The Senate Judiciary Committee has opened the first of four days of confirmation hearings for President Donald Trump’s choice to fill Ruth Bader Ginsburg’s seat on the Supreme Court, Judge Amy Coney Barrett.
In her opening statement, California Democrat Sen. Dianne Feinstein immediately went after Barrett and said she is a threat to the Affordable Care Act.
“This well could mean that if Judge Barrett is confirmed, Americans stand to lose the benefits that the ACA provides,” Feinstein said.
In her opening statement, Dianne Feinstein focuses on health care and Amy Coney Barrett’s potential opposition to the Affordable Care Act: “This well could mean that if Judge Barrett is confirmed, Americans stand to lose the benefits that the ACA provides” https://t.co/uScvfX9o80 pic.twitter.com/eGO5bOGWwd
— CBS News (@CBSNews) October 12, 2020
Judiciary Committee Chairman Lindsey Graham delivered an opening statement, followed by Ranking Member Dianne Feinstein. The rest of the senators on the committee have 10 minutes each to speak, alternating between parties.
Graham defended moving forward with Barrett’s nomination so close to the election, saying the Senate “is doing its duty constitutionally.”
Graham notes that it is happening in an Election Year, and says that Democrats will say no-one has ever been confirmed past July.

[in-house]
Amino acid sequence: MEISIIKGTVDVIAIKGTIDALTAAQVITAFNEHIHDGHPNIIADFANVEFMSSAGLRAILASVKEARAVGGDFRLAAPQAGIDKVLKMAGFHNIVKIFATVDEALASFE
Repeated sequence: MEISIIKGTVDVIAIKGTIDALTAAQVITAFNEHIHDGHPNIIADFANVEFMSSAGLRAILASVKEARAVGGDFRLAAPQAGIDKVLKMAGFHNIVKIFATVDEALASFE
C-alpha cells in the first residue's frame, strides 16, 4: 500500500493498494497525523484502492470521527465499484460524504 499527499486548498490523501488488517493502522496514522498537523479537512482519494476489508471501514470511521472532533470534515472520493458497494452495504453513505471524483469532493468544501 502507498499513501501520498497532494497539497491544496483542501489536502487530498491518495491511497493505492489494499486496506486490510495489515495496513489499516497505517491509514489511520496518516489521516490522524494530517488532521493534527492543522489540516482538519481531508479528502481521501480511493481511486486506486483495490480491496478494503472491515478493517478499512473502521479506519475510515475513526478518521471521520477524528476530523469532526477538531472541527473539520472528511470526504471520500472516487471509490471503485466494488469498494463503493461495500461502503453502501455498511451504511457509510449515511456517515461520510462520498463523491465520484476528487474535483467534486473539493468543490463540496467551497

Graham then cited the late Supreme Court Justice Ruth Bader Ginsburg, noting that she said that a president serves four years, not three.
“There’s nothing unconstitutional about this process,” he says.
“The bottom line is that the Senate is doing its duty constitutionally,” he says.
On Merrick Garland, he says that when the White House and the Senate were held by opposite parties, a nominee has never been confirmed in an election year.
Graham says the hearing is not about persuading any lawmakers “unless something dramatic happens” but says that the hearing is a chance for Democrats and Republicans to dig into Amy Coney Barrett’s philosophy — and for the American people to find out about the potential Justice. “Judge for yourself, is this person qualified? Is she as qualified as Sotomayor and Kagan? I think so,” Graham says, noting he voted to confirm both Obama-era nominees.
On Tuesday and Wednesday, senators will be able to question the Supreme Court nominee. They’ll have two rounds, with 30 minutes in the first, and 20 minutes in the second. Outside witnesses will testify in support or opposition of Barrett’s nomination on Thursday.